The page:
GAO: DHS Blowing Upgrade of Obsolete Border Control Computers


Border Patrol
U.S. Government

Among people who think the federal government should be entrusted to do something, controlling and defending the borders features pretty high on the list. The interpretation of what that entails and how tight such control should be varies, but even for limited-government folks, making sure the U.S. border is more than a line on a map is seen as something of a core function for that big bureaucracy occupying the swampland that either Maryland nor Virginia wanted.But we're talking about government, here. And according to the Government Accountability Office, not only has the Department of Homeland Security been relying on increasingly archaic (read: freaking ancient) and ineffective (read: can't do what?) computer technology to monitor comings and goings across the border, it's making an expensive balls-up of finally replacing that system.

Yesterday, David A. Powner, GAO's Director of Information Technology Management Issues, described the existing system to the House Committee on Homeland Security's Subcommittee on Oversight and Management Efficiency:

TECS is an information technology (IT) and data management system that supports DHS's core border enforcement mission. According to CBP, it is one of the largest, most important law enforcement systems currently in use, and is the primary system available to CBP officers and agents from other departments for use in determining the admissibility of persons wishing to enter the country. … 

This mainframe-based system dates back to the 1980s and interfaces with over 80 other systems from within DHS, other federal departments and their component agencies, as well as state, local, and foreign governments.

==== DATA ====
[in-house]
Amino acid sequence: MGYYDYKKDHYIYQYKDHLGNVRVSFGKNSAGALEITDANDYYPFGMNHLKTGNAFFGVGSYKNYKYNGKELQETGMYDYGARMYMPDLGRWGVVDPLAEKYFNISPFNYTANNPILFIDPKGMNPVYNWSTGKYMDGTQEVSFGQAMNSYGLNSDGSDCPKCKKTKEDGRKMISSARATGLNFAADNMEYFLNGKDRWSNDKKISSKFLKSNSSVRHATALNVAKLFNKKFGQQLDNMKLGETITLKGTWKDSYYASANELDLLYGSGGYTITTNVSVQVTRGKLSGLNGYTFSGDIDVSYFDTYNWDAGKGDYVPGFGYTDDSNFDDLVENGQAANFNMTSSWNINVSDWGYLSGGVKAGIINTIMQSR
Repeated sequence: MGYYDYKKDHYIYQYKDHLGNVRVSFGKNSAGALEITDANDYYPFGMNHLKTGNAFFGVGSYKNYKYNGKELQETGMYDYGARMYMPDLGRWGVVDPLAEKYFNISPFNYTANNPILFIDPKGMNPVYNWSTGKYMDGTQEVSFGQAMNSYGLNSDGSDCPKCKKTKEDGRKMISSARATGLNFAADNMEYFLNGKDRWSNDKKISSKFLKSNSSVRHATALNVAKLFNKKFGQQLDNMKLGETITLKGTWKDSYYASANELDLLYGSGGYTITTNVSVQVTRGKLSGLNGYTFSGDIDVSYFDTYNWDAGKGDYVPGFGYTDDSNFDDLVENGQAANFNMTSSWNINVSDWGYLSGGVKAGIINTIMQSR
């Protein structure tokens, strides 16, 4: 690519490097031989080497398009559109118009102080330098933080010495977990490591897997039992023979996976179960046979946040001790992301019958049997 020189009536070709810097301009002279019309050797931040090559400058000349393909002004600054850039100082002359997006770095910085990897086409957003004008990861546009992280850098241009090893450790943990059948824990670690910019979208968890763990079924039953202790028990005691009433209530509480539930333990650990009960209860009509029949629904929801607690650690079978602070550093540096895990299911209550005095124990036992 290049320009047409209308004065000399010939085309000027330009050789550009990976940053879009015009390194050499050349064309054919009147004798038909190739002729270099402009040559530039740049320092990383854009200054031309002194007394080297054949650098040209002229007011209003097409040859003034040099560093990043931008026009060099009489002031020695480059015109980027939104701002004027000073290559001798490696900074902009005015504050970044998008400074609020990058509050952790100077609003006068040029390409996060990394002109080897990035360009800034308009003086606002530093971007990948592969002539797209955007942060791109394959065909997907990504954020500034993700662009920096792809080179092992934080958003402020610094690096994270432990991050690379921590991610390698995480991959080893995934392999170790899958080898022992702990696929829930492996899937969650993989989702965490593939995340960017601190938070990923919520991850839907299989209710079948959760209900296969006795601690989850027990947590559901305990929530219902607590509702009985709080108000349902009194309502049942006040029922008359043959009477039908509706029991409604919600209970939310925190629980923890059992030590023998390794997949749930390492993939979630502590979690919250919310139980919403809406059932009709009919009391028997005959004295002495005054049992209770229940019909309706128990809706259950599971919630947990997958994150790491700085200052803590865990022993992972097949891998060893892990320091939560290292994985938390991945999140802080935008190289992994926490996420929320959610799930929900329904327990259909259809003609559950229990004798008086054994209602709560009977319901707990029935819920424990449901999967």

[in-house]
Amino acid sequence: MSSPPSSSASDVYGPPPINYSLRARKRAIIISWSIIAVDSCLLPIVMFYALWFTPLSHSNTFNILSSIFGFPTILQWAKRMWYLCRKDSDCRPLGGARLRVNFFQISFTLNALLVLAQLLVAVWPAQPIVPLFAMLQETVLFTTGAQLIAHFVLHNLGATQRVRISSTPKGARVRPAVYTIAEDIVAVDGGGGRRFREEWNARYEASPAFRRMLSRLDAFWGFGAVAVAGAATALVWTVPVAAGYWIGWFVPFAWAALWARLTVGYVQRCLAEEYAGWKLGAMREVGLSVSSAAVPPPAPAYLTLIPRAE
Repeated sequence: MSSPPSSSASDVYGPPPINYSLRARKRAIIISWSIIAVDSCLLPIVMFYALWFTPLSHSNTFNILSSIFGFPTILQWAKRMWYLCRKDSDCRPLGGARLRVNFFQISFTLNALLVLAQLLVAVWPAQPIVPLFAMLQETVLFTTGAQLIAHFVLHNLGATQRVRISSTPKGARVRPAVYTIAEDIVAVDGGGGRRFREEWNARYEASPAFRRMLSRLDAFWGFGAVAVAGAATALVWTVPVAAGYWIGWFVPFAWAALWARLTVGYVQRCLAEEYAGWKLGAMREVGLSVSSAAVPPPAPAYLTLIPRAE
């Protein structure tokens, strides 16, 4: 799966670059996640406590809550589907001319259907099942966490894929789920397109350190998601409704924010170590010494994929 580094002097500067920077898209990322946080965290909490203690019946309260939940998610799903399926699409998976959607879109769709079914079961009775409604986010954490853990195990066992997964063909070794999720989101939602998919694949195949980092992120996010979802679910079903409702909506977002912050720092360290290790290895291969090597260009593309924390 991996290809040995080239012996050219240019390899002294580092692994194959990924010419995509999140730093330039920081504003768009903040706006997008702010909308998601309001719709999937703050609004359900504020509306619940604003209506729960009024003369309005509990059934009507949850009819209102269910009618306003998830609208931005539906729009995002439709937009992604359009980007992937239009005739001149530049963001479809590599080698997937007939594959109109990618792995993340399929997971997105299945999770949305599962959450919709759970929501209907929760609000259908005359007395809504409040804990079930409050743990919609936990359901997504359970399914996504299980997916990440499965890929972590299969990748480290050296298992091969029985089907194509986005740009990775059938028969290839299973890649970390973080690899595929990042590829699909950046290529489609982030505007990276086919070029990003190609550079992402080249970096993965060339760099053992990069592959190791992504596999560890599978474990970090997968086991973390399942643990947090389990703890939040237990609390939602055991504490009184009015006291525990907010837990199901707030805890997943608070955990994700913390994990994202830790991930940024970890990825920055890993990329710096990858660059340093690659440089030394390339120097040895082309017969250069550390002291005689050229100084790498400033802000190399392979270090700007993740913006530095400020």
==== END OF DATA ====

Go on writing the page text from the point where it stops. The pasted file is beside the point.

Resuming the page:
So TECS plays a major role in Customs and Border Protection's doings, and if it was any older, it would have a crank on the side. It also has some limitations.

The current TECS system uses obsolete technology, which combined with expanding mission requirements, have posed operational challenges for CBP and others. For example, users may need to access and navigate among several different systems to investigate, resolve, and document an encounter with a passenger. In addition, CBP identified that TECS's search algorithms do not adequately match names from foreign alphabets. TECS's obsolescence also makes it difficult and expensive to maintain and support. Specifically, DHS estimates that TECS's licensing and maintenance costs are expected to be $40 million to $60 million per year in 2015.

Wait… "TECS's search algorithms do not adequately match names from foreign alphabets"? It's a good thing we don't have any ongoing tensions with folks from places that use different writing systems.

Oh. Whoopsies.

So, if the feds are going to do their border-control thing, it looks like it's time to replace TECS, right?

But…This is the federal government. And the GAO report that Powner presented to the subcommittee is a bit of a downer on this point. That report says, "The schedule and cost for the Department of Homeland Security's (DHS) border enforcement system modernization program known as TECS Mod that is managed by Customs and Border Protection's (CBP) continue to change; while the part managed in parallel by Immigration and Customs Enforcement (ICE) is undergoing major revisions to its scope, schedule, and cost after discovering that its initial solution is not technically viable."

Specifically, CBP is spending $724 million to update its system, but it just changed its schedule for doing so for the second time in less than a year. And the GAO doubts the revised schedule will be met because it says CBP can't reliably manage work activities or monitor program progress.

And that's just CBP. ICE is "redesigning and replanning" its $818 million program after realizing that the original plan couldn't work. Actually, ICE's efforts appear to be dead in the water while it works up a whole new set of plans and budget to match.

Considering that nothing is going according to schedule or plan, you can probably assume that the $1.5 billion allocated for this computer-upgrade effort is going to be exceeded, just a bit, in the end. Whether a functioning system will ultimately result is anybody's guess.